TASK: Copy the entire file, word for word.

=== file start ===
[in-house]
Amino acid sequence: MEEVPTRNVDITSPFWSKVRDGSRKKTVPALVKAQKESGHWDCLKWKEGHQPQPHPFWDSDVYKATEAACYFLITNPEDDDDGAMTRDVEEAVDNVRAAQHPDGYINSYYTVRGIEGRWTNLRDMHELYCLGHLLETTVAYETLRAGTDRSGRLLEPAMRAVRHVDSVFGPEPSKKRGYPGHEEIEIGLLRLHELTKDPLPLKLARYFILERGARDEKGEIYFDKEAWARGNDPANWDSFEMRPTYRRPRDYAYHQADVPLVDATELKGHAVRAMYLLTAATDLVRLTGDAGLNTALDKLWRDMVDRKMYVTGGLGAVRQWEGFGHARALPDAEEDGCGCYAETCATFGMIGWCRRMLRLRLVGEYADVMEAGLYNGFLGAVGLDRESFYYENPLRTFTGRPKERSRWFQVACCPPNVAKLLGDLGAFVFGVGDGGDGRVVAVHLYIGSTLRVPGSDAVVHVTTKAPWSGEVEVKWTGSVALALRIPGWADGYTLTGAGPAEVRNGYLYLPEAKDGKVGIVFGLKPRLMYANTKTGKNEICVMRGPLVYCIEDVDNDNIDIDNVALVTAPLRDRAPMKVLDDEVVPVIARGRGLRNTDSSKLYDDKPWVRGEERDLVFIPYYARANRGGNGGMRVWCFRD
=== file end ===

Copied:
[in-house]
Amino acid sequence: MEEVPTRNVDITSPFWSKVRDGSRKKTVPALVKAQKESGHWDCLKWKEGHQPQPHPFWDSDVYKATEAACYFLITNPEDDDDGAMTRDVEEAVDNVRAAQHPDGYINSYYTVRGIEGRWTNLRDMHELYCLGHLLETTVAYETLRAGTDRSGRLLEPAMRAVRHVDSVFGPEPSKKRGYPGHEEIEIGLLRLHELTKDPLPLKLARYFILERGARDEKGEIYFDKEAWARGNDPANWDSFEMRPTYRRPRDYAYHQADVPLVDATELKGHAVRAMYLLTAATDLVRLTGDAGLNTALDKLWRDMVDRKMYVTGGLGAVRQWEGFGHARALPDAEEDGCGCYAETCATFGMIGWCRRMLRLRLVGEYADVMEAGLYNGFLGAVGLDRESFYYENPLRTFTGRPKERSRWFQVACCPPNVAKLLGDLGAFVFGVGDGGDGRVVAVHLYIGSTLRVPGSDAVVHVTTKAPWSGEVEVKWTGSVALALRIPGWADGYTLTGAGPAEVRNGYLYLPEAKDGKVGIVFGLKPRLMYANTKTGKNEICVMRGPLVYCIEDVDNDNIDIDNVALVTAPLRDRAPMKVLDDEVVPVIARGRGLRNTDSSKLYDDKPWVRGEERDLVFIPYYARANRGGNGGMRVWCFRD